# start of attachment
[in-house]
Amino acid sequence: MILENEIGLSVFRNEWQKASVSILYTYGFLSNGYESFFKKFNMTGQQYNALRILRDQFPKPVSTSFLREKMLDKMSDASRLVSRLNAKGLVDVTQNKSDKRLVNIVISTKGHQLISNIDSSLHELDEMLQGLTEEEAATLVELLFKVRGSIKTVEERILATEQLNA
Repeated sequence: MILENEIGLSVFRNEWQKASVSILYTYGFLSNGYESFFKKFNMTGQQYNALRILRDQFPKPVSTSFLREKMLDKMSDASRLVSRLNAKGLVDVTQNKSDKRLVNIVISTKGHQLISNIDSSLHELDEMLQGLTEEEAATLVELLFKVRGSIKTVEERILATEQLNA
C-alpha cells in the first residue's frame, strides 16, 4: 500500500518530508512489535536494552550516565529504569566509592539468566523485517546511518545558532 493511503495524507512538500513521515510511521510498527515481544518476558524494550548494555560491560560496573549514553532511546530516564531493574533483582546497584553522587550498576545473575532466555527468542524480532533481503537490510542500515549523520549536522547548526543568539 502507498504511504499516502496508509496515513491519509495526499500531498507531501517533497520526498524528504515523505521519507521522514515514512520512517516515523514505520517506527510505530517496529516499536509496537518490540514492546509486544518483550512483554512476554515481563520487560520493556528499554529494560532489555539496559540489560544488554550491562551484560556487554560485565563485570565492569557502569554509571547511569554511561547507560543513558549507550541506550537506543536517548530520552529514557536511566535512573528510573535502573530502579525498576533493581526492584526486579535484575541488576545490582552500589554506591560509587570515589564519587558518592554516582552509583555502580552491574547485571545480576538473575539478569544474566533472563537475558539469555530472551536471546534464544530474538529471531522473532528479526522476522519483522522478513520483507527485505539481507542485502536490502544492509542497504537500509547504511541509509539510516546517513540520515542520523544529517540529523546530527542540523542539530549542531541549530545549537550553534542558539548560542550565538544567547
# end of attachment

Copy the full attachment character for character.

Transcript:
[in-house]
Amino acid sequence: MILENEIGLSVFRNEWQKASVSILYTYGFLSNGYESFFKKFNMTGQQYNALRILRDQFPKPVSTSFLREKMLDKMSDASRLVSRLNAKGLVDVTQNKSDKRLVNIVISTKGHQLISNIDSSLHELDEMLQGLTEEEAATLVELLFKVRGSIKTVEERILATEQLNA
Repeated sequence: MILENEIGLSVFRNEWQKASVSILYTYGFLSNGYESFFKKFNMTGQQYNALRILRDQFPKPVSTSFLREKMLDKMSDASRLVSRLNAKGLVDVTQNKSDKRLVNIVISTKGHQLISNIDSSLHELDEMLQGLTEEEAATLVELLFKVRGSIKTVEERILATEQLNA
C-alpha cells in the first residue's frame, strides 16, 4: 500500500518530508512489535536494552550516565529504569566509592539468566523485517546511518545558532 493511503495524507512538500513521515510511521510498527515481544518476558524494550548494555560491560560496573549514553532511546530516564531493574533483582546497584553522587550498576545473575532466555527468542524480532533481503537490510542500515549523520549536522547548526543568539 502507498504511504499516502496508509496515513491519509495526499500531498507531501517533497520526498524528504515523505521519507521522514515514512520512517516515523514505520517506527510505530517496529516499536509496537518490540514492546509486544518483550512483554512476554515481563520487560520493556528499554529494560532489555539496559540489560544488554550491562551484560556487554560485565563485570565492569557502569554509571547511569554511561547507560543513558549507550541506550537506543536517548530520552529514557536511566535512573528510573535502573530502579525498576533493581526492584526486579535484575541488576545490582552500589554506591560509587570515589564519587558518592554516582552509583555502580552491574547485571545480576538473575539478569544474566533472563537475558539469555530472551536471546534464544530474538529471531522473532528479526522476522519483522522478513520483507527485505539481507542485502536490502544492509542497504537500509547504511541509509539510516546517513540520515542520523544529517540529523546530527542540523542539530549542531541549530545549537550553534542558539548560542550565538544567547